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Supranational Courts Against Authoritarian Regimes

A Comparative Study of the European and Inter-American Human Rights Courts

Add to calendar 2022-03-09 15:00 2022-03-09 16:30 Europe/Rome Supranational Courts Against Authoritarian Regimes Sala degli Stemmi and Zoom YYYY-MM-DD
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When

09 March 2022

15:00 - 16:30 CET

Where

Sala degli Stemmi and Zoom

Organised by

The International Law Working Group hosts a presentation and discussion with Dr. Dilek Kurban, who will present her current and past research. The presentation will be followed by a discussion with the audience.

In authoritarian regimes, where political dissidents and minorities face persecution and denied remedies by domestic courts, can supranational courts fill the justice void? What are the possibilities and limitations for human rights courts to engage in effective oversight of authoritarian regimes engaging in legal repression and, in some cases, state violence? These questions have become an international dilemma. I have first addressed them in my CUP book (Limits of Supranational Justice, 2020), in which I demonstrate that the European Court of Human Rights (ECtHR) has been ineffective vis-à-vis Turkey due, in part, to its reluctance to fully exert its powers. In my Max Weber project, I wish to further explore whether this restraint is due to limitations inherent to supranational adjudication or whether a more assertive oversight is possible. The research seeks to contrast the ECtHR with the Inter-American Court of Human Rights (IACtHR).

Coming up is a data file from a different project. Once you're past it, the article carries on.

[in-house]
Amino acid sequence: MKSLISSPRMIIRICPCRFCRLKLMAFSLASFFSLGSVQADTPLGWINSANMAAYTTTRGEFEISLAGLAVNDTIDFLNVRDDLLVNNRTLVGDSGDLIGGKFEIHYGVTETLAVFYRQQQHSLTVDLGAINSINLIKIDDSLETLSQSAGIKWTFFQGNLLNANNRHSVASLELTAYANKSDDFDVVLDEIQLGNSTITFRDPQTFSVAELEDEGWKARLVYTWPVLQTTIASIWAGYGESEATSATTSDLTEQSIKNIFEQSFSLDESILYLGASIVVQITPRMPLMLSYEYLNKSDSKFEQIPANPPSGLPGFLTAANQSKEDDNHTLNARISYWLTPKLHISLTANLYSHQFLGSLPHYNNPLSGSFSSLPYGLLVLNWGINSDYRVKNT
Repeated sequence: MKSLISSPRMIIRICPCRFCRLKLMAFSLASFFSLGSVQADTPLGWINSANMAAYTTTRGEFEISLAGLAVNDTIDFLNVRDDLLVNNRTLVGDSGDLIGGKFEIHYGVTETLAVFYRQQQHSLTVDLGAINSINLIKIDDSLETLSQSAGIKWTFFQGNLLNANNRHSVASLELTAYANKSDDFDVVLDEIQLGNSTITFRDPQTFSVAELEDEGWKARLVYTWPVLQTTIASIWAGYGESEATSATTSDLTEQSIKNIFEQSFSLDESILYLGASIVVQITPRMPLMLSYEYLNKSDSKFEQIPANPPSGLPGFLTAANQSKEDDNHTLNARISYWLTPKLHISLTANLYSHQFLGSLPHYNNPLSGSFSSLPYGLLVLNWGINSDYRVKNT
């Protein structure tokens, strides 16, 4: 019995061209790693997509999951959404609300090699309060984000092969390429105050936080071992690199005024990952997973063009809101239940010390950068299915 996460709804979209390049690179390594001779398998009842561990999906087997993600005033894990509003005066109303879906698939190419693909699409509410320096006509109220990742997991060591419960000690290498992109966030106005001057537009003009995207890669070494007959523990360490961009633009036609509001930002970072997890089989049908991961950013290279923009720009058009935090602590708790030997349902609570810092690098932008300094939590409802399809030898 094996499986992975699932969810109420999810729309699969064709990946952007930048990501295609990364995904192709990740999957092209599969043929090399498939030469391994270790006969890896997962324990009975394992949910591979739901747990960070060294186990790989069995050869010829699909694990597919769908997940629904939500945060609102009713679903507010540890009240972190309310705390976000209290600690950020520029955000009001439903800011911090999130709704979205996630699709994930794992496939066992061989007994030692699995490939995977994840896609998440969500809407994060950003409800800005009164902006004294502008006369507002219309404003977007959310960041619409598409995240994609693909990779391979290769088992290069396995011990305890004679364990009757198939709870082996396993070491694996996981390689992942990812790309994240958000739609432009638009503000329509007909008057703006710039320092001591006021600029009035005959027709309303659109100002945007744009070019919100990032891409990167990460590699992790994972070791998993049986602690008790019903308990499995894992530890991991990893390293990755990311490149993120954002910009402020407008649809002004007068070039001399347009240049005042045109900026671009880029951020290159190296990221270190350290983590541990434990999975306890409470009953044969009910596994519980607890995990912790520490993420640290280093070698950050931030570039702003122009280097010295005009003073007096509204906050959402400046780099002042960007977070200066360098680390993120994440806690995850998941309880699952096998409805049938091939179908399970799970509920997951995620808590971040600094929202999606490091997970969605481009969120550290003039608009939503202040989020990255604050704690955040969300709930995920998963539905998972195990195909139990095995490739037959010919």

The notion of effectiveness, I argue, has two dimensions: exhaustiveness and responsiveness. The first concerns whether supranational courts fully exert their powers vis-à-vis authoritarian regimes by expanding their substantive doctrines and flexibly interpreting their procedural rules. The second refers to the degree to which supranational courts empower domestic human rights activists and minorities by responding to victims’ justiciable claims by, for example, holding fact-finding hearings. My starting premise is that supranational courts can be effective vis-à-vis authoritarian regimes if they set their primary goals on empowering domestic human rights groups instead of changing government behaviour. Since authoritarian regimes defy the basic premises of democracy and rule of law by treating dissidents and minorities as political captives, the effectiveness of supranational courts in such settings is best assessed where they are most needed – authoritarian regimes.

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